An interview with Thomas Oyarzún by Andrew Morris
Upon meeting Switzerland’s most success competitor, black-belt Thomas “Mastwo” Oyarzún, you will realize immediately, you are in the presence of a positive human being. It is difficult not to be inspired by his enthusiasm and positivity as he discusses a range of topics from Jiu-Jitsu, to hip-hop, to meditation and karma.
He has been putting this power to inspire to good use, having spent the first half of the year traveling Europe, delivering seminars to raise money for the social project. Arriving in Rio, he has spent the last month teaching at the project itself where he is beloved by the young students.
How did you become involved with Terere Kids Project?
I have been with Alliance and Terere since I was a purple belt. I was always a part of organizing the seminars when he came to visit Switzerland. At the start of this year, I had just had surgery on my knee and gone through my own personal situation in Jiu-Jitsu, I felt like I had to do something and the best thing for me to do was help the project.
You have recently arrived in Rio after traveling throughout Europe raising money to support the project. Can you explain the genesis of this idea?
I had visited the project a year and a half ago and met Nico (project director), we got to chat a little and kept in contact. When Terere was unable to do a seminar here (Switzerland), I did it myself. I wanted to give the money to the project and Nico thought it was a good idea. I organized two more seminars and from there, I thought I could do more. I was lucky, I contacted different guys who agreed and then other people began to contact me saying that they wanted to help too.
It was a perfect time because surgery had taken me off the mats. The first seminars I gave, I couldn’t even train, I could only teach. But this has helped me to visualize my game even more as I wasn’t able to roll.
What countries did you visit?
I traveled a lot in France and Switzerland, in the UK, and Russia. Time wise I wanted to fit more in, but it was difficult. And now I go to the United States, I already have three seminars booked in California. This week I will speak to some more people and see if we can get more seminars.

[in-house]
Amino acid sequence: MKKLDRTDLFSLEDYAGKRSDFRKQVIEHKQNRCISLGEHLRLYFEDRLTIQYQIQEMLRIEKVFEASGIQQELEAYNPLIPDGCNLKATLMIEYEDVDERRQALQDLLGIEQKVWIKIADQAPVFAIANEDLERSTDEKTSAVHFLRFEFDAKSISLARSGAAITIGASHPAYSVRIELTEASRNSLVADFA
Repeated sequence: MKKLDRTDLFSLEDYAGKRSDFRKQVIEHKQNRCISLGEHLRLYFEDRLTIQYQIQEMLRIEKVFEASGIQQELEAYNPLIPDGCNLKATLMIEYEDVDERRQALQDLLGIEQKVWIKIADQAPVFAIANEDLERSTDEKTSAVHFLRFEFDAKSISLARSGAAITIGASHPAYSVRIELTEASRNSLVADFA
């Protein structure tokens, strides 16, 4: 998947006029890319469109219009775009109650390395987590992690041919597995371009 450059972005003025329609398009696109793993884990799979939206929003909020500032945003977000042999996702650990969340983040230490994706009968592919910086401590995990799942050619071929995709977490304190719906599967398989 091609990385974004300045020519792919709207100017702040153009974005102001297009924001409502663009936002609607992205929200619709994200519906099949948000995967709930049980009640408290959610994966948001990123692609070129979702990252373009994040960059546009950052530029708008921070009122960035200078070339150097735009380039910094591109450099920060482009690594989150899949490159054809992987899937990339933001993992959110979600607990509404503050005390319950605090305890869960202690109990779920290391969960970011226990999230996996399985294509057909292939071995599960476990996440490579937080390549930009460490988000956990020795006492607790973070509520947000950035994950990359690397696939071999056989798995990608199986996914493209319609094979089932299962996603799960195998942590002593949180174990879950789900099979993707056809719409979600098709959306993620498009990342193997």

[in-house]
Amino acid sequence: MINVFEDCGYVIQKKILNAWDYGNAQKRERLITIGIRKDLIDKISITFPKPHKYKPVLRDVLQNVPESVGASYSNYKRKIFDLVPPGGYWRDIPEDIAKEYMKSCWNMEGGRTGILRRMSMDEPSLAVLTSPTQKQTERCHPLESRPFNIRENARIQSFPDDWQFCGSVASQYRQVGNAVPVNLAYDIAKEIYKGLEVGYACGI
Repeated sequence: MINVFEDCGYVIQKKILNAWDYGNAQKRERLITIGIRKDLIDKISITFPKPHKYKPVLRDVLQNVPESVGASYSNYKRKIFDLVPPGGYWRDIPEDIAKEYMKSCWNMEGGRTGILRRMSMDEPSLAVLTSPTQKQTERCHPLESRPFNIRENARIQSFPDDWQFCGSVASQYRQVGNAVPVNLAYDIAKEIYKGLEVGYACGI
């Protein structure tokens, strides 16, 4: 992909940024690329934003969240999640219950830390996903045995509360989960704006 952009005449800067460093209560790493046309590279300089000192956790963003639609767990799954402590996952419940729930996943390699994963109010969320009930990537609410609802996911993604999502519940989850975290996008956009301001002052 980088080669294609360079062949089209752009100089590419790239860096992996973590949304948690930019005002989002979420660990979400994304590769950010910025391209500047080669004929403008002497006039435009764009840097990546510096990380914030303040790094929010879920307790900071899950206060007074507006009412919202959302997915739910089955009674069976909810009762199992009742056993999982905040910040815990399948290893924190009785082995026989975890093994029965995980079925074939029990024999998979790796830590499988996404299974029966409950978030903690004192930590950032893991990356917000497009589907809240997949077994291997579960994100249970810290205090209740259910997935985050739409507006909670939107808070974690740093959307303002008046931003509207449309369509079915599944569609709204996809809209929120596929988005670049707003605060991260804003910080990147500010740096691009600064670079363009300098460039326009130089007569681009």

How were your efforts received?
I have been traveling and doing these seminars for the children and the whole time I have had this energy that has been overwhelming, in a good way. People give you recognition for all the good work you are doing, it is motivating, it makes you want to do more.
Doing this has given me the confidence to initiate conversation and ask academy owners for their help, and people have been open and receptive to it. It is very hard when people say “no, I don’t want to help kids in the favela”. But this isn’t to judge anyone, everybody has a tough situation making money in Jiu-Jitsu. But people have taken it in a positive way.
Spending time living within the community, what problems have you seen that the young people here face?
I see how people live and it is a tough life, favela life is tough, living in poverty and things are dirty. A lot of dealers and the police, a lot of drugs. They all have weapons and you can see all the kids just playing around in front of them. There is always the possibility for the kids to be influenced by them, by seeing it every day, they can choose the wrong path. The more they see negativity, the more it can draw them in. The community is very strong, despite all of this, people are very happy, it is crazy but it is true.
It a tough line between the positivity and the negativity and the kids are caught in the middle. By doing what I am doing, I hope to provide them with a little positivity to tip the balance and send them on the right path.
What benefits does the project provide for the children and young people of the community?